ACh can modify phenotypic functions of the airway smooth muscle fibres (Gosens et al., 2004). For example, the expression of contractile proteins as well as smooth muscle secretory functions can be affected by ACh, and mAChRs potentiate the mitogenic effect of growth factors (Gosens et al., 2004). Acute or chronic inflammation can cause increased levels of ACh (see next section) and this effect may contribute to the remodelling processes induced by inflammation. Recently, the first evidence has been presented that AChE is highly expressed in fibroblasts in which the enzyme protein mediates non-enzymatic morphoregulatory effects (Anderson et al., 2007). AChE is prominently expressed at the leading edge of spreading and migrating fibroblasts. In this context, cell surface AChE has been proposed to contribute as a more general signalling mechanism to protrusion and migration of polarized cells (Anderson et al., 2007).

Non-neuronal cholinergic system involved in the pathophysiology of diseases

  1. Top of page
  2. Abstract
  3. Introduction
  4. Synthesis of ACh in non-neuronal cells
  5. Expression of nicotinic and muscarinic receptors on non-neuronal cells
  6. Release mechanisms
  7. Cellular functions of non-neuronal ACh
  8. Non-neuronal cholinergic system involved in the pathophysiology of diseases
  9. Conflict of interest
  10. References

All components of the system—synthesis, storage, release, inactivation as well as the expression and function of the various n- and mAChRs—can be affected as a key pathogenetic event or secondary to the disease state. Particularly, the fine-tuning of cellular effects mediated by the different subtypes of n- and mAChRs may become impaired. Subtypes of n- and mAChRs act in a synergistic or antagonistic way (see Tables 3 and 4) and even a small change in the expression pattern may result in cellular stress. The scientific community has just started to investigate the non-neuronal cholinergic system. A systematic analysis of all components of the non-neuronal cholinergic system in different diseases is practically non-existent and should be established as soon as possible. In the final section some pathophysiological conditions are discussed, where substantial alterations of the non-neuronal cholinergic system have already been described.

The effect of inflammation on the non-neuronal cholinergic system and vice versa appears to be regulated in a very complex manner and is as yet only poorly understood. Chronic inflammation may upregulate ACh synthesis. For example, in atopic dermatitis substantially enhanced levels of ACh have been detected within the skin, including the superficial 2mm of epidermis (Scott, 1962; Wessler et al., 2003b). In a model of acute renal allograft rejection in rats, it was found that the ACh-synthesizing machinery was substantially upregulated in intravascular leukocytes (Hecker et al., 2006). The opposite was observed in mice or rat lung using an acute allergic inflammation model (Lips et al., 2007a). Enhanced levels of ACh have been associated with pruritus, thickening of the stratum spinosum, enhanced blood flow and impaired barrier function (Wessler et al., 2003b). In psoriasis, enhanced expression of SLURP-2 has been demonstrated, which binds to nAChRs, thus inhibiting caspase 3 and filaggrin (Grando et al., 2006). AChE activity is lowered in vitiliginous skin. Acantholysis observed in patients with pemphigus is caused by autoantibodies directed against desmosomal cadherins and nAChRs (Grando, 2000). Mustard gases such as sulphur mustard cause dose-dependent injuries of skin and mucosa. These toxins interfere with the cholinergic system, for example with n- and mAChRs and produce similar effects as shown in Figure 1a (Grando, 2003).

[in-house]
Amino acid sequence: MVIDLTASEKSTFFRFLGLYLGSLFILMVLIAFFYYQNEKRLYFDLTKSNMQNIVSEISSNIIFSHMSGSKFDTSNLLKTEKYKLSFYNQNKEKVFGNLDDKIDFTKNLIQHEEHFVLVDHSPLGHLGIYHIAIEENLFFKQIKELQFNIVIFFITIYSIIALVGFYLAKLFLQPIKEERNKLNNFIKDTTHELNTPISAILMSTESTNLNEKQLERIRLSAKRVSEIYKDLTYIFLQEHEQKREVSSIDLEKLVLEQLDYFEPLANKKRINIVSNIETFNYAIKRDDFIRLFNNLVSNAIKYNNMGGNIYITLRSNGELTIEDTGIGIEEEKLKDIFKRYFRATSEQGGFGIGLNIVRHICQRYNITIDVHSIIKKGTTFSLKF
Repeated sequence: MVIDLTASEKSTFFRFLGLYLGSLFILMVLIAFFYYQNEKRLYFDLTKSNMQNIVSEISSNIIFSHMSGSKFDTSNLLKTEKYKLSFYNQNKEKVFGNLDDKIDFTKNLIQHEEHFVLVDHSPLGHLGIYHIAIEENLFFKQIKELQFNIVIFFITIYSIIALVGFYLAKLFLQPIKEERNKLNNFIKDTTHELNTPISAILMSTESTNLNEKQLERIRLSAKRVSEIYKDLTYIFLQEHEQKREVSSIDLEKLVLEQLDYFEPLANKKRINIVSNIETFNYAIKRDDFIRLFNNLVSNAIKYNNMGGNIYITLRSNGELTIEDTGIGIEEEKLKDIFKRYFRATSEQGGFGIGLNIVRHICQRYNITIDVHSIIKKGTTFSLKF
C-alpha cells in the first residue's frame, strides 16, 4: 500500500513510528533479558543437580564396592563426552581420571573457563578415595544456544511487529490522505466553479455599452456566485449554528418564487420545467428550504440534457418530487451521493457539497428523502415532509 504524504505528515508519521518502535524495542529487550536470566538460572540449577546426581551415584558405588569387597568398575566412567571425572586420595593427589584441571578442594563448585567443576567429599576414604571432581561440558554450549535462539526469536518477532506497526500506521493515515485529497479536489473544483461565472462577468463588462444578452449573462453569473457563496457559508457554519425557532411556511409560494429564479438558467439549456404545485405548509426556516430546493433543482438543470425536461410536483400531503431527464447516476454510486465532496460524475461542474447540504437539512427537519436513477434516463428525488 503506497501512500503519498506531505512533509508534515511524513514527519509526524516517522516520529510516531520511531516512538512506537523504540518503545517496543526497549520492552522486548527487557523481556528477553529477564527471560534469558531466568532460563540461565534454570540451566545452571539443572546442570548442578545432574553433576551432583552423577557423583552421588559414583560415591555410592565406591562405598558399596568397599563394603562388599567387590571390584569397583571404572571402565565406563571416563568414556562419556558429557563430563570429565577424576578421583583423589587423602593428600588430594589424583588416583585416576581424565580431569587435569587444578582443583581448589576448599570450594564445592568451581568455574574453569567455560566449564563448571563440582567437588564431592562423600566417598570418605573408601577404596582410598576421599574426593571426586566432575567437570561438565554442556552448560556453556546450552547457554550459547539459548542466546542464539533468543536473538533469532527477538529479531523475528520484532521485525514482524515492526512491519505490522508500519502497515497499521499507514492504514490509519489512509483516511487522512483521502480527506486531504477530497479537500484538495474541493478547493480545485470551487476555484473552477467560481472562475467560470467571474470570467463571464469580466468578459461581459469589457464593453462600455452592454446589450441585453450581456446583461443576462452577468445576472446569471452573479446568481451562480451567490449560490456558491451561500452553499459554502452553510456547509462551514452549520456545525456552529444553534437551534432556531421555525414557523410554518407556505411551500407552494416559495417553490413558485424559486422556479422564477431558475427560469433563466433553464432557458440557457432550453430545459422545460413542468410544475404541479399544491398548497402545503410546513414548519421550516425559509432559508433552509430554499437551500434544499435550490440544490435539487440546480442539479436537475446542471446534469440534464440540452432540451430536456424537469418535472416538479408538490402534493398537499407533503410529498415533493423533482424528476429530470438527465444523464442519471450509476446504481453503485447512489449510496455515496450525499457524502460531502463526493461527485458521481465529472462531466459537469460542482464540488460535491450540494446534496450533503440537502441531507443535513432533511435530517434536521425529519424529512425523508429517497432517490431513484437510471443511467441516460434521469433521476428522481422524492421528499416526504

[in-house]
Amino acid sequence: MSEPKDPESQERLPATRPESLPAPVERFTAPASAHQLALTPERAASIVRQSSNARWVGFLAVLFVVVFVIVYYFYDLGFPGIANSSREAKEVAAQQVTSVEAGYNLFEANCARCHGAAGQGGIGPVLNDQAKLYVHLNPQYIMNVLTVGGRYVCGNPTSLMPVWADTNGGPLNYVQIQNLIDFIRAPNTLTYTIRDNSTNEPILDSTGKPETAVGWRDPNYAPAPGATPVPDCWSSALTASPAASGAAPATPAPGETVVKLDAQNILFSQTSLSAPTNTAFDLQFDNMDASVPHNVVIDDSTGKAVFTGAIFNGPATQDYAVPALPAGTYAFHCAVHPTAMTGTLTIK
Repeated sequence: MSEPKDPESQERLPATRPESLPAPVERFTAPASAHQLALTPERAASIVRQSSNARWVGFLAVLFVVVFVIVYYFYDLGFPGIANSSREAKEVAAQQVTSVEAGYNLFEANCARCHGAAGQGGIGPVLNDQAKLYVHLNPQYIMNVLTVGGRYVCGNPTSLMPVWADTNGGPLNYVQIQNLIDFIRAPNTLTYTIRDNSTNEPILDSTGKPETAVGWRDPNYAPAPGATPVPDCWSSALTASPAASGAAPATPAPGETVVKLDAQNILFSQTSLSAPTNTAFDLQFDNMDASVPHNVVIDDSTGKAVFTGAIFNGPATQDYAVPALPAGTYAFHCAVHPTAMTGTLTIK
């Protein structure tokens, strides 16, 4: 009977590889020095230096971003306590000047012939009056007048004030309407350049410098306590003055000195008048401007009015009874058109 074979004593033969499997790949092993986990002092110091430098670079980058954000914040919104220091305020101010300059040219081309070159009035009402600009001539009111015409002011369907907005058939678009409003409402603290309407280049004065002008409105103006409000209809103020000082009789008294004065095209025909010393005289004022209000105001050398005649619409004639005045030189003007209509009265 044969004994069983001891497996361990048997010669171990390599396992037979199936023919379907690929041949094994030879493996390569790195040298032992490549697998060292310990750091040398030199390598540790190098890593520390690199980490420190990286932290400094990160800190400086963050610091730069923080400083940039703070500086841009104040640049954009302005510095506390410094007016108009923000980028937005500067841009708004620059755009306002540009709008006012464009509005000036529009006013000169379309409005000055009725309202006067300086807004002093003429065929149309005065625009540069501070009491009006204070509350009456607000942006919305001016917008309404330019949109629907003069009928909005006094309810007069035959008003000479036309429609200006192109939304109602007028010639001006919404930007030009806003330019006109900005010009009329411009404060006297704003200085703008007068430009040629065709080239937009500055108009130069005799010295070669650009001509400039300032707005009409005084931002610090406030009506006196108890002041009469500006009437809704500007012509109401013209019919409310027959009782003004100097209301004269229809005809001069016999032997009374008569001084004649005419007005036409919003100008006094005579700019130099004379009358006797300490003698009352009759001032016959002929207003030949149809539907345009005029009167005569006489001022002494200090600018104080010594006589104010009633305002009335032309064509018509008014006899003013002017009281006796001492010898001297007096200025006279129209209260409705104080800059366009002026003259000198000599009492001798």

Chronic patellar tendon tendinosis is associated with enhanced anti-ChAT and anti-M2 immunoreactivity (Danielson et al., 2007). A downregulation of ChAT and upregulation of M2 receptors have been found in the colon epithelium of patients with ulcerative colitis (Jonsson et al., 2007). As already mentioned, ACh released by the vagal nerve as well as non-neuronal ACh can induce an anti-inflammatory effect via α7-nAChRs in various models of acute systemic inflammation (Pavlov and Tracey, 2005; de Jonge and Ulloa, 2007). Interestingly, muscarinic receptor antagonists appear to mediate anti-inflammatory effects (Profita et al., 2005; Pahl et al., 2006, Bühling et al., 2007).

Very recently it has been shown that ACh content is substantially reduced in blood cells (leukocytes) as well as in bronchi of patients with cystic fibrosis despite a somewhat enhanced ChAT activity (Wessler et al., 2007b). This decrease was not caused by an enhanced esterase activity. Double labelling experiments with anti-ChAT and anti-CFTR (cystic fibrosis transmembrane regulator protein) antibodies showed a colocalization (Wessler et al., 2007b). This observation gives first evidence that ChAT and CFTR—a widely expressed transport and regulator protein—may be linked in a functional way, presumably to regulate the storage and transport of non-neuronal ACh within a cell. In cystic fibrosis, the storage may become impaired and in consequence cells contain less ACh. In the airways of CF patients, this cholinergic dysfunction may contribute to the deleterious alterations in ion and water movements, as ACh is known to stimulate apical Cl secretion and to inhibit apical Na+ absorption.